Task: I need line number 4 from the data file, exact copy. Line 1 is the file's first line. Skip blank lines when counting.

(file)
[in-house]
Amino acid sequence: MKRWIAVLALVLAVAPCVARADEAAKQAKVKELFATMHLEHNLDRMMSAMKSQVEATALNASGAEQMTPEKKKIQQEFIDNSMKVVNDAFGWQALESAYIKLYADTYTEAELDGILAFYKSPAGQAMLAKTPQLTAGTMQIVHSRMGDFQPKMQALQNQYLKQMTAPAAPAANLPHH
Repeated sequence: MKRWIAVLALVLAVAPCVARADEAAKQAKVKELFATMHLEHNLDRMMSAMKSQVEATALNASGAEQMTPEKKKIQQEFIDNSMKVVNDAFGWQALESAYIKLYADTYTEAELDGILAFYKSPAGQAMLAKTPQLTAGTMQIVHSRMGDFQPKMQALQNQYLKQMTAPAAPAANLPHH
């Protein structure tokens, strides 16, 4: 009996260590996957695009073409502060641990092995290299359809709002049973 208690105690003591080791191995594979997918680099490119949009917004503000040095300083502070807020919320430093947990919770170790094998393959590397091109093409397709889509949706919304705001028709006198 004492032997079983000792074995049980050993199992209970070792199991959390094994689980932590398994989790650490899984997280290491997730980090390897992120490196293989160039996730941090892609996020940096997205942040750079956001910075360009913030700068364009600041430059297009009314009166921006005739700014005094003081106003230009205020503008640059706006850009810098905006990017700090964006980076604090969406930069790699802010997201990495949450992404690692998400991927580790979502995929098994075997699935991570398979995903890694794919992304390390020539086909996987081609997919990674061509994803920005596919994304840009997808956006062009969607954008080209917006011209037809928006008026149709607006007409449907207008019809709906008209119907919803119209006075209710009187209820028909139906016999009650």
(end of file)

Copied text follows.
């Protein structure tokens, strides 16, 4: 009996260590996957695009073409502060641990092995290299359809709002049973 208690105690003591080791191995594979997918680099490119949009917004503000040095300083502070807020919320430093947990919770170790094998393959590397091109093409397709889509949706919304705001028709006198 004492032997079983000792074995049980050993199992209970070792199991959390094994689980932590398994989790650490899984997280290491997730980090390897992120490196293989160039996730941090892609996020940096997205942040750079956001910075360009913030700068364009600041430059297009009314009166921006005739700014005094003081106003230009205020503008640059706006850009810098905006990017700090964006980076604090969406930069790699802010997201990495949450992404690692998400991927580790979502995929098994075997699935991570398979995903890694794919992304390390020539086909996987081609997919990674061509994803920005596919994304840009997808956006062009969607954008080209917006011209037809928006008026149709607006007409449907207008019809709906008209119907919803119209006075209710009187209820028909139906016999009650």